The Bill gives effect to the undertakings by the Crown in the four Deeds of Settlement, signed with Ngāti Kōata, Ngāti Rārua, Ngāti Tama ki Te Tau Ihu and Te Ātiawa o Te Waka-a-Māui. It includes a summary of the agreed historical accounts, Crown acknowledgments and apologies and the return of culturally significant sites (Wairau Pā, Anatoia Islands, Whangarae Estuary and Wainui Urupā) and the right to purchase Crown-owned properties for leaseback to Crown agencies

The Deeds of Settlement set out financial redress of $11.76 million each for Ngāti Kōata, Ngāti Rārua and Te Ātiawa o Te Waka-a- Māui, and $12.06 million for Ngāti Tama ki Te Tau Ihu.

Ngāti Toa Rangatira Claims Settlement Bill
The Bill will settle all historical Treaty grievances for Ngāti Toa Rangatira. It includes a summary of the agreed historical account, the Crown acknowledgments and apology. Cultural redress includes the vesting of part of Mana Island and Kapiti Island in Ngāti Toa Rangatira which will be gifted back to the people of New Zealand. Ngāti Toa will also receive a ‘Poutiaki’ (or Guardianship) package over the Cook Strait comprising a Crown acknowledgement of Ngāti Toa’s role as kaitiaki of the coastal marine areas of the Cook Strait, Porirua Harbour, Port Underwood and Pelorus Sound.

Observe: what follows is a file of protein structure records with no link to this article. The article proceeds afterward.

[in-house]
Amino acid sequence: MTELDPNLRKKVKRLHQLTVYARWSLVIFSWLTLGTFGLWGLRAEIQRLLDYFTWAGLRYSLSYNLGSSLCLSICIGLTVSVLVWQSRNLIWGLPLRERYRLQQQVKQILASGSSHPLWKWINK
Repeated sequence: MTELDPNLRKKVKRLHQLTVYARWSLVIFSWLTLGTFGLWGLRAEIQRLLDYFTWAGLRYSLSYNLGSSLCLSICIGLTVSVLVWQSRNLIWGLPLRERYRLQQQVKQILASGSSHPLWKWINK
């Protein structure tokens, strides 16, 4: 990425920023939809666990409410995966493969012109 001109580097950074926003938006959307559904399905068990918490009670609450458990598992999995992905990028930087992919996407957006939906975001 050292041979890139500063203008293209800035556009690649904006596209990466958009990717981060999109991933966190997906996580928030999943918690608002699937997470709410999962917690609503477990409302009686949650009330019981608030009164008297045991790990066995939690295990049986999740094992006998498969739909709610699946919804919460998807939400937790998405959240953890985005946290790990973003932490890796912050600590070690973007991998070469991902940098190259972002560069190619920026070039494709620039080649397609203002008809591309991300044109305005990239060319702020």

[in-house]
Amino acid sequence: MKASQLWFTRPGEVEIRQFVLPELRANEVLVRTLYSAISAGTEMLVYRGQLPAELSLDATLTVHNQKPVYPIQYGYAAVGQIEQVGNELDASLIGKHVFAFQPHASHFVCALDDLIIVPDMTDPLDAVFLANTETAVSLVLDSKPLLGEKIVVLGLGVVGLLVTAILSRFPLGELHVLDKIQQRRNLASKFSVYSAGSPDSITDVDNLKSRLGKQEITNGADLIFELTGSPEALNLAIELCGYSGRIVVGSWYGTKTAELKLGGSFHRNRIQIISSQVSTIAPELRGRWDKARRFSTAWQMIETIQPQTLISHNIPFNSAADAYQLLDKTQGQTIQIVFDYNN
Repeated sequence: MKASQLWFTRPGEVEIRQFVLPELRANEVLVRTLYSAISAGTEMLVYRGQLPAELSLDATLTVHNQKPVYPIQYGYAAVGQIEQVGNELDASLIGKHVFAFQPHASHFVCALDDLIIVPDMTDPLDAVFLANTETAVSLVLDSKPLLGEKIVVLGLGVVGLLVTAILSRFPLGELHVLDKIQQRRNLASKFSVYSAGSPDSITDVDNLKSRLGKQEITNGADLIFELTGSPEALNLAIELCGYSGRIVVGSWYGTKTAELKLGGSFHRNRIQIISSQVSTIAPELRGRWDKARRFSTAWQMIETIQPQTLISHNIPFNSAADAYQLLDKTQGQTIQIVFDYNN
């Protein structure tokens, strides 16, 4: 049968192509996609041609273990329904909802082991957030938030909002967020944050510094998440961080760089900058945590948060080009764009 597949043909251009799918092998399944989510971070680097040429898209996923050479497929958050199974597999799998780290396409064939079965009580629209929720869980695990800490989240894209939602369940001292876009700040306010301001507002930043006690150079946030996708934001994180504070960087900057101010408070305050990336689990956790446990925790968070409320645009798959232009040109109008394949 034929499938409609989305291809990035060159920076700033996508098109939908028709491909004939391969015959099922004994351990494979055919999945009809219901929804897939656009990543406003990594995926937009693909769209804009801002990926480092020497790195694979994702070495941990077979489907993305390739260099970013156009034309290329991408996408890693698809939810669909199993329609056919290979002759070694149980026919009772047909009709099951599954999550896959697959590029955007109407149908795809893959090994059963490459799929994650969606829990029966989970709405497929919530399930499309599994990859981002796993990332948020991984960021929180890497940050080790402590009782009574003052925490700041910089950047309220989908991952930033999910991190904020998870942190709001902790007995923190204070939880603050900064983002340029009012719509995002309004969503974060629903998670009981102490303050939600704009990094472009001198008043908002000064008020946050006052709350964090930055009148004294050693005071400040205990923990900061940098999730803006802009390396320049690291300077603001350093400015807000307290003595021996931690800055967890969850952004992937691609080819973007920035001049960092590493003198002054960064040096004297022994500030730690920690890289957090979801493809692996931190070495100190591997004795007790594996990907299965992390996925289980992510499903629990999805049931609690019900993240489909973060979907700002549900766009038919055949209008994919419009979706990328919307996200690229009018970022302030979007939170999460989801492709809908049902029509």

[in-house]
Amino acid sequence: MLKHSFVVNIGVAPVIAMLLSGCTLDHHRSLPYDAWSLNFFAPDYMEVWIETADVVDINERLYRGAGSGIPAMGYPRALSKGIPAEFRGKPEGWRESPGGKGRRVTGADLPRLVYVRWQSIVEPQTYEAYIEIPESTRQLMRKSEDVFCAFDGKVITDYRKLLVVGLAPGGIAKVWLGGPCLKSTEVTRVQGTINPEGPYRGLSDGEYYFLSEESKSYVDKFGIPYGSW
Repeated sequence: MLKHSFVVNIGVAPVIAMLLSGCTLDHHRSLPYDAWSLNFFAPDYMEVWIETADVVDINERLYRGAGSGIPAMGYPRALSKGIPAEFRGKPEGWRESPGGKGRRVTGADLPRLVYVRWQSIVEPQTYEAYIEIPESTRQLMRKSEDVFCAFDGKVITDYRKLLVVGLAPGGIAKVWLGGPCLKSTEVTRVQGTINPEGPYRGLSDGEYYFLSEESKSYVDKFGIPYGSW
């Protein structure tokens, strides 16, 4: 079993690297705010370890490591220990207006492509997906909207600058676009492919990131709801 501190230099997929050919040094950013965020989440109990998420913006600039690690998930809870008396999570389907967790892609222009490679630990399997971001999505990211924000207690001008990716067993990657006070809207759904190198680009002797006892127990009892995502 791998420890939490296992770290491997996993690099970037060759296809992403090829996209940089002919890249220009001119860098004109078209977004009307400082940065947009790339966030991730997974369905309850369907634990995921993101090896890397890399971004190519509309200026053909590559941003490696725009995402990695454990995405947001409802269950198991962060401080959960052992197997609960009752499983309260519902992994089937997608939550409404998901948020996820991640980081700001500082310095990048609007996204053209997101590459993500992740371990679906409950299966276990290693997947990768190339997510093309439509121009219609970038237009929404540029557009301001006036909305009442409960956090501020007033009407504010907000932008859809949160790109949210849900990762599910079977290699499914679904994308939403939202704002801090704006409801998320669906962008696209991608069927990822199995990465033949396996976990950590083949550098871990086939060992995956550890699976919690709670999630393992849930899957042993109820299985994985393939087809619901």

Ngāti Toa Rangatira will receive financial redress of $70 million, including opportunities to purchase and lease back Crown properties and a right of first refusal over surplus Crown properties.

Haka Ka Mate attribution Bill
This bill provides an acknowledgement of the significance of the famous Ka Mate haka as a taonga of Ngati Toa Rangatira; and as an integral part of the history, culture, and identity of Ngati Toa Rangatira.

It provides a right of attribution, requiring that where the haka is used in certain circumstances, for example in a commercial context or in a film for distribution, the authorship of the Ka Mate haka by Ngāti Toa Rangatira chief Te Rauparaha is acknowledged.